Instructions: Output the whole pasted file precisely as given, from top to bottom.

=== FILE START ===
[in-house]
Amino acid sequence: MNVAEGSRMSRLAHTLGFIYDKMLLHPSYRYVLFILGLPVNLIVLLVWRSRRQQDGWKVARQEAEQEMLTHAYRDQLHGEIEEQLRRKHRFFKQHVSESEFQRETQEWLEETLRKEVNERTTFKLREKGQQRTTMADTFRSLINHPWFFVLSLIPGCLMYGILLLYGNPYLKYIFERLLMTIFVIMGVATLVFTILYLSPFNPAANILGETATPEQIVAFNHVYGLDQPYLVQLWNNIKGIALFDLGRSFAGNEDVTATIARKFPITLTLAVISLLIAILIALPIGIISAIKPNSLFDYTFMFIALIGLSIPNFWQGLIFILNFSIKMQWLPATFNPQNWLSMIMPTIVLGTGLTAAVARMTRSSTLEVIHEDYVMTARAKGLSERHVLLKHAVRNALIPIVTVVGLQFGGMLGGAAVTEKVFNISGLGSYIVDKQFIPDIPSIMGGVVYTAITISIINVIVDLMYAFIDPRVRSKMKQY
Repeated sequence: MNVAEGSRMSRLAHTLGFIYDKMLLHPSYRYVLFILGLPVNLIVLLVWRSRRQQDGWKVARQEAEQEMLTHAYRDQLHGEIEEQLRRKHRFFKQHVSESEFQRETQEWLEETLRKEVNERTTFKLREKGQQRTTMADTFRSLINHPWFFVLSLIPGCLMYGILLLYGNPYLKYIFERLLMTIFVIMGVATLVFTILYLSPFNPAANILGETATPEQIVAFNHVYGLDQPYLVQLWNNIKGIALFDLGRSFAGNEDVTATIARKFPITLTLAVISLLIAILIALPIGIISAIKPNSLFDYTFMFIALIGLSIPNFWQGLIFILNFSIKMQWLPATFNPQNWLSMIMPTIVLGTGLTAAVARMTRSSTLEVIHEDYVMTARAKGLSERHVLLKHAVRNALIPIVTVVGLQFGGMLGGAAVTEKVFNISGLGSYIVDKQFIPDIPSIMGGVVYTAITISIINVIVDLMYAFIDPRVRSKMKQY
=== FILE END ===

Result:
[in-house]
Amino acid sequence: MNVAEGSRMSRLAHTLGFIYDKMLLHPSYRYVLFILGLPVNLIVLLVWRSRRQQDGWKVARQEAEQEMLTHAYRDQLHGEIEEQLRRKHRFFKQHVSESEFQRETQEWLEETLRKEVNERTTFKLREKGQQRTTMADTFRSLINHPWFFVLSLIPGCLMYGILLLYGNPYLKYIFERLLMTIFVIMGVATLVFTILYLSPFNPAANILGETATPEQIVAFNHVYGLDQPYLVQLWNNIKGIALFDLGRSFAGNEDVTATIARKFPITLTLAVISLLIAILIALPIGIISAIKPNSLFDYTFMFIALIGLSIPNFWQGLIFILNFSIKMQWLPATFNPQNWLSMIMPTIVLGTGLTAAVARMTRSSTLEVIHEDYVMTARAKGLSERHVLLKHAVRNALIPIVTVVGLQFGGMLGGAAVTEKVFNISGLGSYIVDKQFIPDIPSIMGGVVYTAITISIINVIVDLMYAFIDPRVRSKMKQY
Repeated sequence: MNVAEGSRMSRLAHTLGFIYDKMLLHPSYRYVLFILGLPVNLIVLLVWRSRRQQDGWKVARQEAEQEMLTHAYRDQLHGEIEEQLRRKHRFFKQHVSESEFQRETQEWLEETLRKEVNERTTFKLREKGQQRTTMADTFRSLINHPWFFVLSLIPGCLMYGILLLYGNPYLKYIFERLLMTIFVIMGVATLVFTILYLSPFNPAANILGETATPEQIVAFNHVYGLDQPYLVQLWNNIKGIALFDLGRSFAGNEDVTATIARKFPITLTLAVISLLIAILIALPIGIISAIKPNSLFDYTFMFIALIGLSIPNFWQGLIFILNFSIKMQWLPATFNPQNWLSMIMPTIVLGTGLTAAVARMTRSSTLEVIHEDYVMTARAKGLSERHVLLKHAVRNALIPIVTVVGLQFGGMLGGAAVTEKVFNISGLGSYIVDKQFIPDIPSIMGGVVYTAITISIINVIVDLMYAFIDPRVRSKMKQY